General Electric (GE) issued fresh 2019 earnings guidance Thursday that missed analysts' forecast, while confirming it will burn as much as $2 billion in cash in its industrial division, as CEO Larry Culp warns that the first quarter of this "reset" year will be the weakest for the troubled conglomerate.

GE said it sees full-year 2019 earnings in the range of 50 to 60 cents per share, well shy of the Street consensus forecast of 70 cents a share. The group also said adjusted industrial free cash flow burn could reach $2 billion, but said that figure will turn positive by 2020.

The group's power division will also burn cash this year, GE said, but will see a rate of improvement in 2020 that is "significant", while free cash flows in healthcare will fall in 2019 before improving in 2020. GE also said the impact of U.S. tariffs on China-made goods would be in the region of $300 million to $500 million and that overall restructuring charges could be as high as $2.7 billion.

"GE's challenges in 2019 are complex but clear. We are facing them head on as we execute on our strategic priorities to improve our financial position and strengthen our businesses," said CEO Larry Culp. "We have work to do in 2019, but we expect 2020 and 2021 performance to be significantly better with positive Industrial free cash flow as headwinds diminish and our operational improvements yield financial results."

"We will continue to take thoughtful actions to reduce downside risk and increase upside optionality to create long-term value for our shareholders," Culp added in comments ahead of the group's investor day in New York.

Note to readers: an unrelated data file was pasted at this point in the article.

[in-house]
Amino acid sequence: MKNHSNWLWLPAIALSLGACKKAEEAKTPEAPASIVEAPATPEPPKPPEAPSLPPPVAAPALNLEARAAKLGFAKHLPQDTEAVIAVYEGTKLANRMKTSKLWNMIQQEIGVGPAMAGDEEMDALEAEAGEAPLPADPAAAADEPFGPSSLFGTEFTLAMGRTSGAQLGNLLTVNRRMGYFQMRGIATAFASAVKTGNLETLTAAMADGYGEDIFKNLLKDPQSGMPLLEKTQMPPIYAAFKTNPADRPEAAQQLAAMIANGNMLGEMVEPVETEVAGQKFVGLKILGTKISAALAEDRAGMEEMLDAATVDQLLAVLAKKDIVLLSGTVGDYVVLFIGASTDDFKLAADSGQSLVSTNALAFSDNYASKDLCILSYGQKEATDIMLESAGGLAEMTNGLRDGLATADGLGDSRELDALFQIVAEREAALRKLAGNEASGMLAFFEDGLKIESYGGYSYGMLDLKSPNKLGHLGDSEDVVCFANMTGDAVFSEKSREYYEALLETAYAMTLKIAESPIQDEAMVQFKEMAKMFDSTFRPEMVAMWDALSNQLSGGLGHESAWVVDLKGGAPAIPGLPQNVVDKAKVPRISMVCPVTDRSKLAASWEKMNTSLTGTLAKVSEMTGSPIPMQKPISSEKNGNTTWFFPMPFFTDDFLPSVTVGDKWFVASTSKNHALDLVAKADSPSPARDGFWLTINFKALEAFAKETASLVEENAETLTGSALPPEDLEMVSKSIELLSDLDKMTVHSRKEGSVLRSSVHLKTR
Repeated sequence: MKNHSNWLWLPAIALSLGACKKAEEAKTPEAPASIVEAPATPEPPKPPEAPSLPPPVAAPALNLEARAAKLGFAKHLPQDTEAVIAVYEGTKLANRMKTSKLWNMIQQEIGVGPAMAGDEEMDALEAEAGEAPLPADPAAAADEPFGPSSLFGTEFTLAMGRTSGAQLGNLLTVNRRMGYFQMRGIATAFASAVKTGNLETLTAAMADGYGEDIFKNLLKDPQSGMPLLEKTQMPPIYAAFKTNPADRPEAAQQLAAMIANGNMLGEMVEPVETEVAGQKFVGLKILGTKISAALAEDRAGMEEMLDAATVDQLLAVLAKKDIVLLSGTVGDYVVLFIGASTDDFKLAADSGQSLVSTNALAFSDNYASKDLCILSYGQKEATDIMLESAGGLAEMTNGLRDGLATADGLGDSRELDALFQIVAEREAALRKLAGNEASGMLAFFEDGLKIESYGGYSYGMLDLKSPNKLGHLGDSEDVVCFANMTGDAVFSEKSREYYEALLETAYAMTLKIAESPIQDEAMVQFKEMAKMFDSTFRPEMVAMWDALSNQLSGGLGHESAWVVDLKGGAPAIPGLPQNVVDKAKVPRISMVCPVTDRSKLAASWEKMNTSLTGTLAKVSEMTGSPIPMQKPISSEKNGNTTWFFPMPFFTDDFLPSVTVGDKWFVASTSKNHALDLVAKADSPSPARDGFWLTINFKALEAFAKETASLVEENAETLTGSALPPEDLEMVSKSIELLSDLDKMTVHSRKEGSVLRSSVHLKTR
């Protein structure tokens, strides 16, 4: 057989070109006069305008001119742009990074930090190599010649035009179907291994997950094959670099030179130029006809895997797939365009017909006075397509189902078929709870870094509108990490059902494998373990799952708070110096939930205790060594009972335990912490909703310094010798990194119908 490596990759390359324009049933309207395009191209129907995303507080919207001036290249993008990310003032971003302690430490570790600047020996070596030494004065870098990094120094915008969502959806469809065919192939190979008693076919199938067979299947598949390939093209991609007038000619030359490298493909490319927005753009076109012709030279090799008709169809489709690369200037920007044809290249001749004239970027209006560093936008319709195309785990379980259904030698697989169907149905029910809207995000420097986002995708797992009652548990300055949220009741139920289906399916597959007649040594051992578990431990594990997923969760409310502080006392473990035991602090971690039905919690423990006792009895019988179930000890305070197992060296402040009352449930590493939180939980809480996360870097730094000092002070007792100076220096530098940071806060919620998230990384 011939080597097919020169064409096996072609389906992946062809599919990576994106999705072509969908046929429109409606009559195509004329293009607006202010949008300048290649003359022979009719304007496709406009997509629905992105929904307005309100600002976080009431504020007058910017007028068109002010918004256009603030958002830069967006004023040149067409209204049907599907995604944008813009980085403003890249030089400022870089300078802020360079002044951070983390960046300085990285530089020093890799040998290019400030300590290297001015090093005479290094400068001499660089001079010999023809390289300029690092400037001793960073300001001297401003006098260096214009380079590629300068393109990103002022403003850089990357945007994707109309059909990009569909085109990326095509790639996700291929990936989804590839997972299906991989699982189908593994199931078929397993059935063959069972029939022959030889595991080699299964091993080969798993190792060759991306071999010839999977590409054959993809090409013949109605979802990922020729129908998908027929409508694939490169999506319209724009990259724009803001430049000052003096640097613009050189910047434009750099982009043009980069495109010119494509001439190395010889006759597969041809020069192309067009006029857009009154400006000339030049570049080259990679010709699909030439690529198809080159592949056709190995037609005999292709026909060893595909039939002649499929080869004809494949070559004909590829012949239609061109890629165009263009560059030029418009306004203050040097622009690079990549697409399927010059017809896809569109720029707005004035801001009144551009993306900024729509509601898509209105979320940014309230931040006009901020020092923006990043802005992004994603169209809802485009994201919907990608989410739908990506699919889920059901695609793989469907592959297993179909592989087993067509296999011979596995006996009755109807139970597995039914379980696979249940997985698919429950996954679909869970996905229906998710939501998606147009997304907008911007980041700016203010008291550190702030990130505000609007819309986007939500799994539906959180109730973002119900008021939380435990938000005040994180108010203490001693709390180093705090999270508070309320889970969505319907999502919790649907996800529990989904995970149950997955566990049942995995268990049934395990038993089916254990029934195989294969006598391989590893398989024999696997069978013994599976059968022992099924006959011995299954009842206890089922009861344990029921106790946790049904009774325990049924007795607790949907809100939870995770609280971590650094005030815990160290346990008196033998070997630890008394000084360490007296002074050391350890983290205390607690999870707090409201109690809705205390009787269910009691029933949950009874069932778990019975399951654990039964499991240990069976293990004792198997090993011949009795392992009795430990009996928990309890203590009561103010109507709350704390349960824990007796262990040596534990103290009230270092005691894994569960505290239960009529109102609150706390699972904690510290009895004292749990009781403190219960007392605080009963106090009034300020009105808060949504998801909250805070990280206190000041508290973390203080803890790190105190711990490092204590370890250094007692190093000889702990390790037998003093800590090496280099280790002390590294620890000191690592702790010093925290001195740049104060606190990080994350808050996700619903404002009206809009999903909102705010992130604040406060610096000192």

General Electric shares were marked 2.84% higher following the guidance release to change hands at $10.30 each, a move that would extend the stock's year-to-date gain to around 29% and value the Boston, Massachusetts-based conglomerate at around $90 billion.

Earlier this month, Culp told the JP Morgan Aviation, Transportation & Industrials conference in New York that industrial free cash flow will swing from $4.5 billion in 2018 to a negative tally this year as "market pressures impacting volume" as well as "project and execution challenges" impact its struggling power division, according to materials used in the presentation.

Culp also said margins in GE healthcare would be similar to those recorded in 2018, with organic revenue in the low to mid-single digit range, a figure the group confirmed in Thursday's investor day presentation.

Culp has vowed that 2019 would be a "year of change" for the struggling group, and pledged to focus on both developing GE's critical power business while reducing debt through asset sales and spin-offs.

He also said the company's dividend, which was slashed to just one penny last year amid a series of profit warnings, asset write-downs and broader investor skepticism, allowed GE to retain around $4 billion in cash but would be returned to an industry-competitive level once the balance sheet was stabilized.

"Simply put, we have too much debt and we need to reduce it thoughtfully and soon," Culp said earlier this year. "Once we put our balance sheet in a healthier place, we'll be in a better position to play offense across all our businesses."

Culp, in only a few months at helm of the struggling group, has raised more than $21 billion through the sale of GE's biopharma unit to his former company, Danaher Corp. (DHR) , and pledged to shed the group's healthcare division and reduced its stake in Houston-based oil services group Baker Hughes (BHGE) .